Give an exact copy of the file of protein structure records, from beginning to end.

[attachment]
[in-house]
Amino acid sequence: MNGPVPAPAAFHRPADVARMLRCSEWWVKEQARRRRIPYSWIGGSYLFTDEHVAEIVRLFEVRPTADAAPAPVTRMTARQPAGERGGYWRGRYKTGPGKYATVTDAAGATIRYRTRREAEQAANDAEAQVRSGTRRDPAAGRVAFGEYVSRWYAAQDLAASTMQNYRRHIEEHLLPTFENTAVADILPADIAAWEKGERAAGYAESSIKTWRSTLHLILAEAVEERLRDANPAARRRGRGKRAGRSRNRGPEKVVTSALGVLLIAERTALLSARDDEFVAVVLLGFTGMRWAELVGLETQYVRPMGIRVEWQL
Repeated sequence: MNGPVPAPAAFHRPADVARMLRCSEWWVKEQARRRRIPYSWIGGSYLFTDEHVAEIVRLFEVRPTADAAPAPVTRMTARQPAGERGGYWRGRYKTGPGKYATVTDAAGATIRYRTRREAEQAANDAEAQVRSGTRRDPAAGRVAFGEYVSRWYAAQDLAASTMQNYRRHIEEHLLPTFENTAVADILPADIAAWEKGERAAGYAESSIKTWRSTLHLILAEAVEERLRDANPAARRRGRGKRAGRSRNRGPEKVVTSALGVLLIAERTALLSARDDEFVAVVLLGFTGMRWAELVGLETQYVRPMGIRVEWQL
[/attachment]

[in-house]
Amino acid sequence: MNGPVPAPAAFHRPADVARMLRCSEWWVKEQARRRRIPYSWIGGSYLFTDEHVAEIVRLFEVRPTADAAPAPVTRMTARQPAGERGGYWRGRYKTGPGKYATVTDAAGATIRYRTRREAEQAANDAEAQVRSGTRRDPAAGRVAFGEYVSRWYAAQDLAASTMQNYRRHIEEHLLPTFENTAVADILPADIAAWEKGERAAGYAESSIKTWRSTLHLILAEAVEERLRDANPAARRRGRGKRAGRSRNRGPEKVVTSALGVLLIAERTALLSARDDEFVAVVLLGFTGMRWAELVGLETQYVRPMGIRVEWQL
Repeated sequence: MNGPVPAPAAFHRPADVARMLRCSEWWVKEQARRRRIPYSWIGGSYLFTDEHVAEIVRLFEVRPTADAAPAPVTRMTARQPAGERGGYWRGRYKTGPGKYATVTDAAGATIRYRTRREAEQAANDAEAQVRSGTRRDPAAGRVAFGEYVSRWYAAQDLAASTMQNYRRHIEEHLLPTFENTAVADILPADIAAWEKGERAAGYAESSIKTWRSTLHLILAEAVEERLRDANPAARRRGRGKRAGRSRNRGPEKVVTSALGVLLIAERTALLSARDDEFVAVVLLGFTGMRWAELVGLETQYVRPMGIRVEWQL